Focal passage: Job 14:1-14
In 2000, Linkin Park released a song titled “In the End.” The song captures the feeling of hopelessness amidst suffering. The chorus encapsulates the despair of the singer: “I tried so hard and got so far, but in the end it doesn’t even matter. I had to fall to lose it all, but in the end it doesn’t even matter.” In these words, many find the embodiment of their own anguish when engulfed by hardship. How many? Well, if numbers explain anything, the music video has 1.2 billion views on YouTube. Perhaps viewers are drawn to the lyrics because they too believe there is no significance to life now and no hope beyond this world of suffering later. In the end, maybe it truly doesn’t even matter?
Those who feel hopeless should be comforted by the fact that Job once had similar feelings. When he encountered waves of catastrophe (Job 1-2), and after his friends proved to be more harmful than helpful (Job 4-13), Job lamented humanity’s existence as one of “few days and full of trouble” (14:1), like withering flowers and fading shadows (14:2). In despondency, Job asked God to leave him alone so he could find relief like a worker who clocks out at the end of the workday (14:4-6). Job experienced excruciating loss. But now he was carrying the unbearable weight of his unanswered questions.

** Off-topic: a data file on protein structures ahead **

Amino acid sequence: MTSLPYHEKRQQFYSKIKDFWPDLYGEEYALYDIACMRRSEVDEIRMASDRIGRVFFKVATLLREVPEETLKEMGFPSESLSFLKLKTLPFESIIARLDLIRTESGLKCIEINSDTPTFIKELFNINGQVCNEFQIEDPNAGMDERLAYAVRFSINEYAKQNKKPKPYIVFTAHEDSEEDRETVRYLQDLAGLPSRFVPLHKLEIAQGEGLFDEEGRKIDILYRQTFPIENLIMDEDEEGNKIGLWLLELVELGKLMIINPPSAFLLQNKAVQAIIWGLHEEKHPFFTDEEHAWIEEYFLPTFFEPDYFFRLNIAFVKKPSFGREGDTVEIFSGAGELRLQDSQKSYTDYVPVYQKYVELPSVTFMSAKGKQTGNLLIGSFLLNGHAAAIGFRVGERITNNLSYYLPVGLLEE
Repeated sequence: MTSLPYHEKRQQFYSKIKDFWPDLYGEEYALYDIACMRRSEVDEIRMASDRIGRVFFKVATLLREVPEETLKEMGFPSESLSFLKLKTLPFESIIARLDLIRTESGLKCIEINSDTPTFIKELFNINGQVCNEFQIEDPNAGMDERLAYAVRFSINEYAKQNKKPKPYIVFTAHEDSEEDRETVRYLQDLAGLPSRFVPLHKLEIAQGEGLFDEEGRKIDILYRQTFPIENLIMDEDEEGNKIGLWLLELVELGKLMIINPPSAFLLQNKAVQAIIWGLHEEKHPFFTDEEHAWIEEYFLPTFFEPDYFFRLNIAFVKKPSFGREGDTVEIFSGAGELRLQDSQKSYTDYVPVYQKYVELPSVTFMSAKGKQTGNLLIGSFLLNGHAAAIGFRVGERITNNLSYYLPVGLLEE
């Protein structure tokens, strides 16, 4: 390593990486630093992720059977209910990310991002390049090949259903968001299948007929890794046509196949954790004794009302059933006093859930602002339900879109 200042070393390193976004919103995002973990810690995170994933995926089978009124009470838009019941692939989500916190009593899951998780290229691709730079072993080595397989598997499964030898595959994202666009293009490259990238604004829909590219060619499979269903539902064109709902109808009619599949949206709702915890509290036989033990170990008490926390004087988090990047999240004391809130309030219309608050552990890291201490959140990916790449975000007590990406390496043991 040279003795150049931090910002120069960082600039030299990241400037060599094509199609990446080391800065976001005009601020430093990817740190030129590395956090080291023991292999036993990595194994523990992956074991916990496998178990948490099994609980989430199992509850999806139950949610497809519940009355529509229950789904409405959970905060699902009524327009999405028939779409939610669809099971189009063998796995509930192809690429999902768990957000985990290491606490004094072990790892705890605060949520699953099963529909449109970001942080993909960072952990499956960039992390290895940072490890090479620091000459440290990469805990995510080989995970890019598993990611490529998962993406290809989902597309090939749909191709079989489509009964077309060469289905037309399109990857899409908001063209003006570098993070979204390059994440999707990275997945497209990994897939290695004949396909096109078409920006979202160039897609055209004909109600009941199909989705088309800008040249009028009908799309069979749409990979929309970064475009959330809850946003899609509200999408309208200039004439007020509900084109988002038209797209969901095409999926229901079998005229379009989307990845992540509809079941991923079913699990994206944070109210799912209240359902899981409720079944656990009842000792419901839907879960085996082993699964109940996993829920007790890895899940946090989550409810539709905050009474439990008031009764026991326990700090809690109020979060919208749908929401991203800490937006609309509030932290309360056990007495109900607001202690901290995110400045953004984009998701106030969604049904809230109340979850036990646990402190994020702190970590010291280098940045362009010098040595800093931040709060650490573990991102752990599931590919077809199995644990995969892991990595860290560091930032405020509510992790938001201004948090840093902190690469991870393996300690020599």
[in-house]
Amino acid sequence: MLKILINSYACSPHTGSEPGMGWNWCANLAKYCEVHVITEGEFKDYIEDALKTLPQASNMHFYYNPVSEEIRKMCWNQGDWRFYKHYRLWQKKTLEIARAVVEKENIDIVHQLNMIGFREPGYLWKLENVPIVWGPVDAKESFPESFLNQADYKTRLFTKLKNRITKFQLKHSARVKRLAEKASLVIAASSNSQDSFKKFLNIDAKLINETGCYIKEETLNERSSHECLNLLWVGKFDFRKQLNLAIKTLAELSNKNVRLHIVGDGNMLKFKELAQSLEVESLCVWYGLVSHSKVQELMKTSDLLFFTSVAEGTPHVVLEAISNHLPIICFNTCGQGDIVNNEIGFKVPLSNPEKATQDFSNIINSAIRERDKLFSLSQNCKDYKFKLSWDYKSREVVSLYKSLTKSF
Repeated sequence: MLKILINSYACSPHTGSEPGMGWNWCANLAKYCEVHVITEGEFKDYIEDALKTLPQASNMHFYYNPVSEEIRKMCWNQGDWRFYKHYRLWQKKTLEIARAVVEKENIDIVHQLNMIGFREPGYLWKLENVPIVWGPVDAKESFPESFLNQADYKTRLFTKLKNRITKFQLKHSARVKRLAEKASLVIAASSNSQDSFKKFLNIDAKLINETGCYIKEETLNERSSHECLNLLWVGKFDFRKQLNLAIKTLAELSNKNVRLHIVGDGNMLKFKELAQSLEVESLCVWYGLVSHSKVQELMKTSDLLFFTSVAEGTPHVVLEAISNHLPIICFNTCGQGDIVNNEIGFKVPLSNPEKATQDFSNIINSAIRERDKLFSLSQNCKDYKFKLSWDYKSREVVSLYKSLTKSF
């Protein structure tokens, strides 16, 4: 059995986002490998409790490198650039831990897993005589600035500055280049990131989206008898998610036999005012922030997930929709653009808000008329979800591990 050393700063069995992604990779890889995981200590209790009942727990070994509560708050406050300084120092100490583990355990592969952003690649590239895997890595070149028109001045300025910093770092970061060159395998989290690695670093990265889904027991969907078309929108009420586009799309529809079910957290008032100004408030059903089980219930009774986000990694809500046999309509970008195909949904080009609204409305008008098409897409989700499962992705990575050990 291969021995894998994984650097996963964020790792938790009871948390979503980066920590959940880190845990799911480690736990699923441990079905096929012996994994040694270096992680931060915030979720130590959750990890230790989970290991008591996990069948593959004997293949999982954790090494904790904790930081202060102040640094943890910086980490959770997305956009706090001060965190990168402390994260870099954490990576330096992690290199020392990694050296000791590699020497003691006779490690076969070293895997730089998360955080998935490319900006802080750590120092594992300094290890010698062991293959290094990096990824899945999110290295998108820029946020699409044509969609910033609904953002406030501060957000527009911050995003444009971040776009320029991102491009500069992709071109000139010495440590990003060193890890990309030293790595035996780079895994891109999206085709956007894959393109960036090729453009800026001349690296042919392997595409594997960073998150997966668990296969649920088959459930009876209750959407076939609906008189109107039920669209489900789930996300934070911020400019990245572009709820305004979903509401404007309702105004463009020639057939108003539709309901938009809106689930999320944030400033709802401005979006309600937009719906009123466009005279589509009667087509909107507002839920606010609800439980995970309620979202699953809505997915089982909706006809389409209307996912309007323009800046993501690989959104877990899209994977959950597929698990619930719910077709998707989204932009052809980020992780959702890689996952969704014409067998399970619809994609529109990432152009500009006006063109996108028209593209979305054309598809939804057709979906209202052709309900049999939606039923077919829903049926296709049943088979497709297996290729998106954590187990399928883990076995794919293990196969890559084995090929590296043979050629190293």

Job sunk into despair. While a hewn tree can find hope to sprout again, there seems to be no hope for humanity (14:7-10). Job pessimistically reasoned that when we die, we do not rise again (14:10-12). His despair eventually led him to ask God to hide him in death (14:13). In his distress, Job seemed to resonate with Linkin Park’s iconic lyrics. To Job, in the end, did it even matter?
Yet, in his pain, Job revealed that he believed hope could meet him beyond the grave. He determined that if God would grant relief, he would wait for it, even if that meant waiting for the rest of his days (14:14). Later, Job would learn that this hope was not a mere possibility, but a fixed certainty: “For I know that my Redeemer lives, and at the last he will stand upon the earth … and I shall see God” (19:25-26). That Redeemer is Jesus, whose death and resurrection answers Job’s question, “If a man dies, shall he live again?” (14:14a). Our Redeemer says, “Because I live, you also will live” (John 14:19).
Job shows that even the most righteous person is not exempt from despair. Yet, through the agony, Job demonstrates that believers find hope in God alone. Because God has given a Redeemer to conquer death, we have significance now and hope for the future. Therefore, even if we lose it all like Job, we do not conclude that in the end it doesn’t even matter. Because we know our Redeemer lives, everything matters both now and forever (1 Corinthians 15:58).